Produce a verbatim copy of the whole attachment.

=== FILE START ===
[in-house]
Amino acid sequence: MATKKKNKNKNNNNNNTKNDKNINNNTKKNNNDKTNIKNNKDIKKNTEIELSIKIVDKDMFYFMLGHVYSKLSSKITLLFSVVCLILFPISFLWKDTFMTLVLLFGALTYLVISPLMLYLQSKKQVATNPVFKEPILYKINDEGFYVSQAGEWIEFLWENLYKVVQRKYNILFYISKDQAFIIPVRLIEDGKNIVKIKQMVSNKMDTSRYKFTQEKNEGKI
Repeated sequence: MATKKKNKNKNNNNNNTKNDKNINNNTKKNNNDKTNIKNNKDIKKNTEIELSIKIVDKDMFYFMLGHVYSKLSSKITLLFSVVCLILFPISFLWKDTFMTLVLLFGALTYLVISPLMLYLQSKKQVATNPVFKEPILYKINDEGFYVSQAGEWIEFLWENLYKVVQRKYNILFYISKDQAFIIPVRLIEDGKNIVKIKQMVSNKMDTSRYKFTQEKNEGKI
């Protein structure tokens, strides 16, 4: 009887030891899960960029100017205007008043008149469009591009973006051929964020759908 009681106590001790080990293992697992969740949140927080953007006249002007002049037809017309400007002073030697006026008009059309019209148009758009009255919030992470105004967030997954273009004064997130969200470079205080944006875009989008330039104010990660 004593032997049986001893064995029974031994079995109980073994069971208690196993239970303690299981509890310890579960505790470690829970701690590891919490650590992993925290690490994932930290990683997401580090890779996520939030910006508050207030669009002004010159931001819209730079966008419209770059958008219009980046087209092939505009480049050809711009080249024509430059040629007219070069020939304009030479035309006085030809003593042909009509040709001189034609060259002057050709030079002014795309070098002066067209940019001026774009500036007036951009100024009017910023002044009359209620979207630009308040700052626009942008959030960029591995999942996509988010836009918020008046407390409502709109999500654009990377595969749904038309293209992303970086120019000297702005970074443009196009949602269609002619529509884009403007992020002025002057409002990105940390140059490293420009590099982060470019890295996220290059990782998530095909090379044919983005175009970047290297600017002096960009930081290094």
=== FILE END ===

[in-house]
Amino acid sequence: MATKKKNKNKNNNNNNTKNDKNINNNTKKNNNDKTNIKNNKDIKKNTEIELSIKIVDKDMFYFMLGHVYSKLSSKITLLFSVVCLILFPISFLWKDTFMTLVLLFGALTYLVISPLMLYLQSKKQVATNPVFKEPILYKINDEGFYVSQAGEWIEFLWENLYKVVQRKYNILFYISKDQAFIIPVRLIEDGKNIVKIKQMVSNKMDTSRYKFTQEKNEGKI
Repeated sequence: MATKKKNKNKNNNNNNTKNDKNINNNTKKNNNDKTNIKNNKDIKKNTEIELSIKIVDKDMFYFMLGHVYSKLSSKITLLFSVVCLILFPISFLWKDTFMTLVLLFGALTYLVISPLMLYLQSKKQVATNPVFKEPILYKINDEGFYVSQAGEWIEFLWENLYKVVQRKYNILFYISKDQAFIIPVRLIEDGKNIVKIKQMVSNKMDTSRYKFTQEKNEGKI
């Protein structure tokens, strides 16, 4: 009887030891899960960029100017205007008043008149469009591009973006051929964020759908 009681106590001790080990293992697992969740949140927080953007006249002007002049037809017309400007002073030697006026008009059309019209148009758009009255919030992470105004967030997954273009004064997130969200470079205080944006875009989008330039104010990660 004593032997049986001893064995029974031994079995109980073994069971208690196993239970303690299981509890310890579960505790470690829970701690590891919490650590992993925290690490994932930290990683997401580090890779996520939030910006508050207030669009002004010159931001819209730079966008419209770059958008219009980046087209092939505009480049050809711009080249024509430059040629007219070069020939304009030479035309006085030809003593042909009509040709001189034609060259002057050709030079002014795309070098002066067209940019001026774009500036007036951009100024009017910023002044009359209620979207630009308040700052626009942008959030960029591995999942996509988010836009918020008046407390409502709109999500654009990377595969749904038309293209992303970086120019000297702005970074443009196009949602269609002619529509884009403007992020002025002057409002990105940390140059490293420009590099982060470019890295996220290059990782998530095909090379044919983005175009970047290297600017002096960009930081290094």